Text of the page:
I’m an inveterate multitasker. At work, more often than I’d like, I end up eating lunch in front of my computer. After work, it’s not unusual for my laptop to be open while my smartphone is in hand and a movie plays in the background.
And I’m not alone: multitasking is endemic to the Internet Age. How many of you are working or surfing the internet while eating breakfast, watching TV, or in a meeting?
This past week, I decided to set myself a challenge: stop multitasking. At the beginning of the week, I focused on two types of multitasking in particular – eating while using my computer, and using more than 1 electronic device (computer, smartphone, TV) at a time. But I also started paying attention to other ways I was multitasking and tried to cut those out. For instance, I found myself tempted to catch up on correspondence or get other work done while in meetings.
So how’d the week go?
Eliminating multitasking while eating was the best part. Taking a real lunch at work gave me a chance to catch up with colleagues and then get back to work feeling a little bit refreshed. I also wasn’t mindlessly snacking – because if I did grab a snack, I knew I had to step away from whatever I was doing. I enjoyed catching up with my husband over dinner every night. Some mornings we hung out during breakfast, but that usually wrapped up quickly, and I missed my morning routine of checking email and reading blogs. But I didn’t miss getting caught up in work before I headed out for the day!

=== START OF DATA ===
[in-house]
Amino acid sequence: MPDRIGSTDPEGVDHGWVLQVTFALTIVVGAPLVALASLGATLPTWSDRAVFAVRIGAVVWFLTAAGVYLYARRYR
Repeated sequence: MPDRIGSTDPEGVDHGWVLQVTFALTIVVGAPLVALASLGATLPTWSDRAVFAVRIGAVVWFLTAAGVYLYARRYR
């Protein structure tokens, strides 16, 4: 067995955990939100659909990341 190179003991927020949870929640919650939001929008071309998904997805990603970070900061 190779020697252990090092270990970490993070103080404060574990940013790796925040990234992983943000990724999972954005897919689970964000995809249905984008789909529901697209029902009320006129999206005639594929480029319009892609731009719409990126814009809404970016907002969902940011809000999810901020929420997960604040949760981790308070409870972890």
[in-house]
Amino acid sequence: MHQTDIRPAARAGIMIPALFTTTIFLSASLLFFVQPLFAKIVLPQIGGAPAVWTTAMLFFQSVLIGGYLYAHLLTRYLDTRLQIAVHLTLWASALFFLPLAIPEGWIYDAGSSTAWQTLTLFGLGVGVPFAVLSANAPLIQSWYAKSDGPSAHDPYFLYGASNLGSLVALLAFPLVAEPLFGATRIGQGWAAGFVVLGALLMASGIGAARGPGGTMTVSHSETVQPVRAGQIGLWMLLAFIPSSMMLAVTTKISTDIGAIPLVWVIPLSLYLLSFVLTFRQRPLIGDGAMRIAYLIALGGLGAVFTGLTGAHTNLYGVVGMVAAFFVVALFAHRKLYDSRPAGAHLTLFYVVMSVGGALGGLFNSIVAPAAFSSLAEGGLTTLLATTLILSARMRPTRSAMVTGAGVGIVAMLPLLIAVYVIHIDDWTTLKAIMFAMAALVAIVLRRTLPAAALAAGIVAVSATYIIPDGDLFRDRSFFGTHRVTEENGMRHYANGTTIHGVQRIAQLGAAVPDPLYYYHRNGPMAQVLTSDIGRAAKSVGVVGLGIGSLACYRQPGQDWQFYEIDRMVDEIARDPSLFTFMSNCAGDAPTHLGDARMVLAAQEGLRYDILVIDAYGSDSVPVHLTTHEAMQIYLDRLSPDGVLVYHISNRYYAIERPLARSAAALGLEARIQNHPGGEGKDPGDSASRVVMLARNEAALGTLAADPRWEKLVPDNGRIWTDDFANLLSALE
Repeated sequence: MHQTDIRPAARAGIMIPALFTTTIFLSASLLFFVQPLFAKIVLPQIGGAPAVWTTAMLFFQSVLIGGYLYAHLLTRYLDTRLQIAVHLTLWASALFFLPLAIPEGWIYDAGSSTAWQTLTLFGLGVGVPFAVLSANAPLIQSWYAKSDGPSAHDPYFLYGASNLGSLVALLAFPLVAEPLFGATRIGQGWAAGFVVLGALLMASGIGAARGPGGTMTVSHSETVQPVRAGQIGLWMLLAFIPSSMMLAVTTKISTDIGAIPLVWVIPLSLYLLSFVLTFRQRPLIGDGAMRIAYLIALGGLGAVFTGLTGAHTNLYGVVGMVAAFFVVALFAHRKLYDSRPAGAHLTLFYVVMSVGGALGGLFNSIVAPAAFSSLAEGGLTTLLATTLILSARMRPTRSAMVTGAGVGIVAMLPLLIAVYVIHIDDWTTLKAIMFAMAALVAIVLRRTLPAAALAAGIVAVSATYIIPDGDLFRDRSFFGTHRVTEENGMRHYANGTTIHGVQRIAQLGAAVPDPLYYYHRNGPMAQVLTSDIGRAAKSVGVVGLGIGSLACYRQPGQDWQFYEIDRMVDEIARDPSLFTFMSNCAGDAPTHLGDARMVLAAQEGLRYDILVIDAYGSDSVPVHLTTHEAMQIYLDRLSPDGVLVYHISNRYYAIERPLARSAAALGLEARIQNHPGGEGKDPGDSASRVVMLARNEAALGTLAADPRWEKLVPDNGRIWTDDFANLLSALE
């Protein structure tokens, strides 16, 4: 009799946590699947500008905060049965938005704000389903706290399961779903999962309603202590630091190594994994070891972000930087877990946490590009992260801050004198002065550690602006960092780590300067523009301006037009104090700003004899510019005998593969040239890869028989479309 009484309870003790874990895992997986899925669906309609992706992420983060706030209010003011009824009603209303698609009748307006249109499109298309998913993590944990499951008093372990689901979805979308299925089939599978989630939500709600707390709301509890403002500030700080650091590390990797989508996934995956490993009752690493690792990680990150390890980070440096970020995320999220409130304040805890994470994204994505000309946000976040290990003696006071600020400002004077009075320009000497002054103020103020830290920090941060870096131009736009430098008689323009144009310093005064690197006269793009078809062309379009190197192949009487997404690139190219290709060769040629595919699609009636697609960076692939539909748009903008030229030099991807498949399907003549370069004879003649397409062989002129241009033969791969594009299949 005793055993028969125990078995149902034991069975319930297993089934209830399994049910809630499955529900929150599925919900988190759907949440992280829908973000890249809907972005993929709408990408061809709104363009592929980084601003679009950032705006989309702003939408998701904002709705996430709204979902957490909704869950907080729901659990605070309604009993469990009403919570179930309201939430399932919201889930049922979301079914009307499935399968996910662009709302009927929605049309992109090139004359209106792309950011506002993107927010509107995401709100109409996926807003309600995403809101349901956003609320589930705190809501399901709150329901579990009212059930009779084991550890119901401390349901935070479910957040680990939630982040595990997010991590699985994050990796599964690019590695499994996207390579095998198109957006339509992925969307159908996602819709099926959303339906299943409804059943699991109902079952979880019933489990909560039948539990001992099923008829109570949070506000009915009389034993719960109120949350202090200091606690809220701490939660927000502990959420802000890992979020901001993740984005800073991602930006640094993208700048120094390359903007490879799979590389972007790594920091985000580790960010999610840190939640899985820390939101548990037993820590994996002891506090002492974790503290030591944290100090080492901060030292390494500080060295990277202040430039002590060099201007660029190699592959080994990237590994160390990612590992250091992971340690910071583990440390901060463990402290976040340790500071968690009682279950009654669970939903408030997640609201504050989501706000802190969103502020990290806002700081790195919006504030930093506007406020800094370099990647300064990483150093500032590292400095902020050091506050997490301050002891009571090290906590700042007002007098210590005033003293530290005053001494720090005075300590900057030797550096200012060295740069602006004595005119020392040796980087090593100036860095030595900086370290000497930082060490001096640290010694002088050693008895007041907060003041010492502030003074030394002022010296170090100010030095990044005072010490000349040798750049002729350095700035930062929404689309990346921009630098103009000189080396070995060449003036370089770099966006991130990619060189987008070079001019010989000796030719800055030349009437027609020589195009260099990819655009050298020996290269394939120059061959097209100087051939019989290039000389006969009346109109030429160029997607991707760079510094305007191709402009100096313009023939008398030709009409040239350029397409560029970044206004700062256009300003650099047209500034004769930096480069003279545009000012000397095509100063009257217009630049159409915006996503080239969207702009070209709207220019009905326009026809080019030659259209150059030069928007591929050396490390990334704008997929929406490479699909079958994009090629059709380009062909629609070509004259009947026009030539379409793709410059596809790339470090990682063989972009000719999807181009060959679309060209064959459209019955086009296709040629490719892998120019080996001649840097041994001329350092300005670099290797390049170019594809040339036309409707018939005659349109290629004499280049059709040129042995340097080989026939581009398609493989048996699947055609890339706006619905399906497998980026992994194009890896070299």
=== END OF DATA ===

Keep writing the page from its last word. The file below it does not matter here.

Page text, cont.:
My reduced use of the computer at night was a good thing overall – I got to bed earlier and felt like I had relaxed a bit more. I didn’t get caught up in late-night nothingness (like mindless internet surfing) at all this week. But I missed being able to sort through photos or catch up with online friends while watching a silly movie. And somehow, having something in the background makes it easier to tackle things like blog posts. I haven’t put up a post since last Saturday! :(
I was more mentally present in meetings, which was a good thing. But the amount of time I spent in meetings felt more oppressive, and I wanted to get a lot more work done. This week was trickier because I actually did have more meetings and less uninterrupted time than usual.
The big thing was that I was more aware of what I was doing – and not doing – this week. Going forward, I’ll go back to some multitasking but try to be more conscious in deciding when to multitask – rather than just falling into the habit of doing it!
When do you find yourself multitasking?
- Is multi-tasking bad for your brain? Experts reveal the hidden perils of juggling too many jobs from The Daily Mail
- Multitasking: Good Or Bad? from Forbes